Only one building on campus can properly exemplify the environment first-year students should find themselves in when they first live on campus. It’s one building that takes all hopes for a luxurious lifestyle and tosses them in the Merrimack. One building so bland, that the color grey would say it looks dull. A building that couldn’t even escape a name that bore the burden of inevitable irony. New Castle.
Anyone who has lived or passed by there will recognize that New Castle is neither new nor a castle. In fact, it would be more comparable to a castle’s servants’ quarters.
The exterior of the building will have those living in denial saying, “It’s what’s on the inside that counts,” and that is a completely reasonable and true statement. The inside, however, fails to raise the bar that was set rather low by the exterior. The design and materials used on the interior of New Castle instill a feeling of nostalgia for walking through the halls of a middle school circa 2006.
The rooms are about the size of the walk-in closet everyone dreams of having one day, and taking up a good chunk of space in those rooms are beds that will have you sleeping two comfortable feet off the ground; perhaps a metaphorical representation of how first-year students are now building their future from the ground up. Deeper meaning or not, the beds eliminate loads of potential storage space offered by beds that can be raised.
New Castle is also the only residence hall that helps you fight off the freshman 15. Those living on the fourth floor will need to develop a tolerable relationship with stairs as the elevator is only accessible with a special key. If there were ever the need for an indication of what generation the building was originally catering to, that would be it.
Even so, New Castle has the most personality on campus.
At a time when SNHU’s bank accounts looked like Smaug’s resting chamber, massive construction and renovation projects were creating a new, modern environment around campus. The result was a school where every student had a nice, relatively modern place to live. This sounds great on paper and even out loud, but what are the developmental implications of such a change?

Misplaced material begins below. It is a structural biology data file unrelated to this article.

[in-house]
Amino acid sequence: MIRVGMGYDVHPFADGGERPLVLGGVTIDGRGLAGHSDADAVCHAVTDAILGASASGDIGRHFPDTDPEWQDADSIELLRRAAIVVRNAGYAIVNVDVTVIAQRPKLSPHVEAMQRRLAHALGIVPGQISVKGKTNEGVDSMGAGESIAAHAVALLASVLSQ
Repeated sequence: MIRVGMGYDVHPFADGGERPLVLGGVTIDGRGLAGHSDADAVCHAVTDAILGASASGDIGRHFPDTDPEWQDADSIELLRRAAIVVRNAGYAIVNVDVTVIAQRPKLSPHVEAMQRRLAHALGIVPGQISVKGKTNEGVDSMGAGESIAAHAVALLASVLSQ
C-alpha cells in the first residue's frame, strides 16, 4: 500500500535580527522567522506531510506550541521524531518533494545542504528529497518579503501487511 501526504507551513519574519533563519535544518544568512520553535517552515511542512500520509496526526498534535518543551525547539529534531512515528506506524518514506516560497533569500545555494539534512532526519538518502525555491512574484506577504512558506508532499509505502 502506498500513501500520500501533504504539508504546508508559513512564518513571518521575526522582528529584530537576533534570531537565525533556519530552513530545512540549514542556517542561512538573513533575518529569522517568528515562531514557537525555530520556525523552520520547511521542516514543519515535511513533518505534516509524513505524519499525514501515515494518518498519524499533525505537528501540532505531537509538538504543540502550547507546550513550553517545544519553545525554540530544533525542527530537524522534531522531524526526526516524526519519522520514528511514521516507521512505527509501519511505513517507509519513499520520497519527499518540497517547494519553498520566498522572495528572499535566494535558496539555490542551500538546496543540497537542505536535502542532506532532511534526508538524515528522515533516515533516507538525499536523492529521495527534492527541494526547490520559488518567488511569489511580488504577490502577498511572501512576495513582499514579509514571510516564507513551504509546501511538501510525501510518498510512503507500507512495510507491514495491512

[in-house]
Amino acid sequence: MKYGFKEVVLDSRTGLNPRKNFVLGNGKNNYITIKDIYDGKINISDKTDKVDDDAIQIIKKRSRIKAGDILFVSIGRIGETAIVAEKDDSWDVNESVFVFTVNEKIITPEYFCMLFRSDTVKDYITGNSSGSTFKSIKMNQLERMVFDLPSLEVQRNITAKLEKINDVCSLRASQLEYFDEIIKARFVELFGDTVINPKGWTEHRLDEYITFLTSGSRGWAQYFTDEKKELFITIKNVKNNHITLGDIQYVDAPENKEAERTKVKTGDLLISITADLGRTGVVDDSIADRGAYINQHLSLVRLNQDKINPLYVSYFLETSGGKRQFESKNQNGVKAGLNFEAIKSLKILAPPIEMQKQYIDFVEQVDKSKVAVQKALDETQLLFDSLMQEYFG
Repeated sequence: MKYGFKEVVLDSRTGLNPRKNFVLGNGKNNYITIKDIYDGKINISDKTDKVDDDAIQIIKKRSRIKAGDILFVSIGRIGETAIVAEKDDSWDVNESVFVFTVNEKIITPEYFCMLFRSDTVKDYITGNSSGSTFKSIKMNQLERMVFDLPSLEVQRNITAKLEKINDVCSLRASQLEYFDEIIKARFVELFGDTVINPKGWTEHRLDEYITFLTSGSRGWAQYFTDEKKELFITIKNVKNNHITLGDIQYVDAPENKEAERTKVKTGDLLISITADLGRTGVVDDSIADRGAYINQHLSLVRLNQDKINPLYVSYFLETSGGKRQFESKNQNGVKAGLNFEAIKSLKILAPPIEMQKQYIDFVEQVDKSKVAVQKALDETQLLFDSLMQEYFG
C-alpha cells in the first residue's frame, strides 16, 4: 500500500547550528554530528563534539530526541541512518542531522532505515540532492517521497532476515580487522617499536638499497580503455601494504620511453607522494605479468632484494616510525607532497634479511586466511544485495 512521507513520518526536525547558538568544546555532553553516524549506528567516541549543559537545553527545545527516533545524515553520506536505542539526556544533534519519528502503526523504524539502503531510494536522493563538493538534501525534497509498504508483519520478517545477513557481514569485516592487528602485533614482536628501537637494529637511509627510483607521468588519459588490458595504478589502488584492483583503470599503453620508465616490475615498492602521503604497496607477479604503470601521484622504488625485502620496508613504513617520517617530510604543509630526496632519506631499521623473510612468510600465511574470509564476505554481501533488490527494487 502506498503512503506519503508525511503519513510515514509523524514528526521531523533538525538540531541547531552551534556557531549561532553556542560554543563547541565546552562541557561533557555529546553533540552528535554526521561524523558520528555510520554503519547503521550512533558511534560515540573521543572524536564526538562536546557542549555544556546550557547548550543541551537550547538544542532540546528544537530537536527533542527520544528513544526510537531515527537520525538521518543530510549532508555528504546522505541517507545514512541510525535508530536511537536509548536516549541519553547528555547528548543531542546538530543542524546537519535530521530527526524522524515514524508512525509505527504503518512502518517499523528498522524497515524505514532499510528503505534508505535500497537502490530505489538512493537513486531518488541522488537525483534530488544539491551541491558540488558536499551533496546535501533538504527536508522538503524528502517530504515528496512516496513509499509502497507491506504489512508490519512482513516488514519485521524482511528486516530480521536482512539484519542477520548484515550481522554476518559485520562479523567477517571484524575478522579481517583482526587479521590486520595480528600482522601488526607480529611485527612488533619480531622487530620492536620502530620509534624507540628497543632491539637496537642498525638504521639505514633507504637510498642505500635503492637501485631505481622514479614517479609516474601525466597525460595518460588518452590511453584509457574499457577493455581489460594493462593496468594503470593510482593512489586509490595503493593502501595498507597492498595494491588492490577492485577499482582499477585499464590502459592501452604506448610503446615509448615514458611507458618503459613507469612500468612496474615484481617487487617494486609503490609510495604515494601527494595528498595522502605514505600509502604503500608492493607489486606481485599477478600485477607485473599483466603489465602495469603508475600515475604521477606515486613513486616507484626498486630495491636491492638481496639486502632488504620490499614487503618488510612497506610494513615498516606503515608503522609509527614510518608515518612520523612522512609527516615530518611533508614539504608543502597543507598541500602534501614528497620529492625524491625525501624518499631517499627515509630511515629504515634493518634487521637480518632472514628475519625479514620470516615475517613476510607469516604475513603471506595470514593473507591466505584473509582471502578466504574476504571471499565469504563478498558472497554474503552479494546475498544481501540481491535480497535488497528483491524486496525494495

Adversity breeds creativity and those who explore the halls of New Castle will see levels of creativity unmatched in any other residence hall. The magic of New Castle lies with its residents and their impressive ability to take a blank, dated and arguably cramped canvas, and paint a masterpiece of socialization and personalization.
When creating a home and community out of New Castle, the residents do much more with much less than other students. They aren’t given modern kitchen equipment, there are no pretty LEDs making the building look like the inside of a gaming student’s desktop, and there won’t be any amazing parties thrown there, but it’s bursting with personality from a young, energetic and social community of people.
As more of the old campus gets torn down and changed, SNHU loses more places like New Castle where luxury was a foreign concept, but personality and fun to be had were generously supplied.
Having once looked out at the social hub of campus with Greeley, Whittier, and the old quad, New Castle now stands alone in its own corner of the Westside like the last person to die or move out of a once close-knit community.
Perhaps it is the result of growing up in a time when children’s programs aggressively personified inanimate objects, but when looking at New Castle, it’s difficult to see it as anything other than a lone individual caught in between two generations.
New Castle is no Kingston. It’s not even a Tuckerman, as these halls are Disney World compared to New Castle which resembles Woodstock. They may be more modern and organized, but everyone knows where the better time is to be had.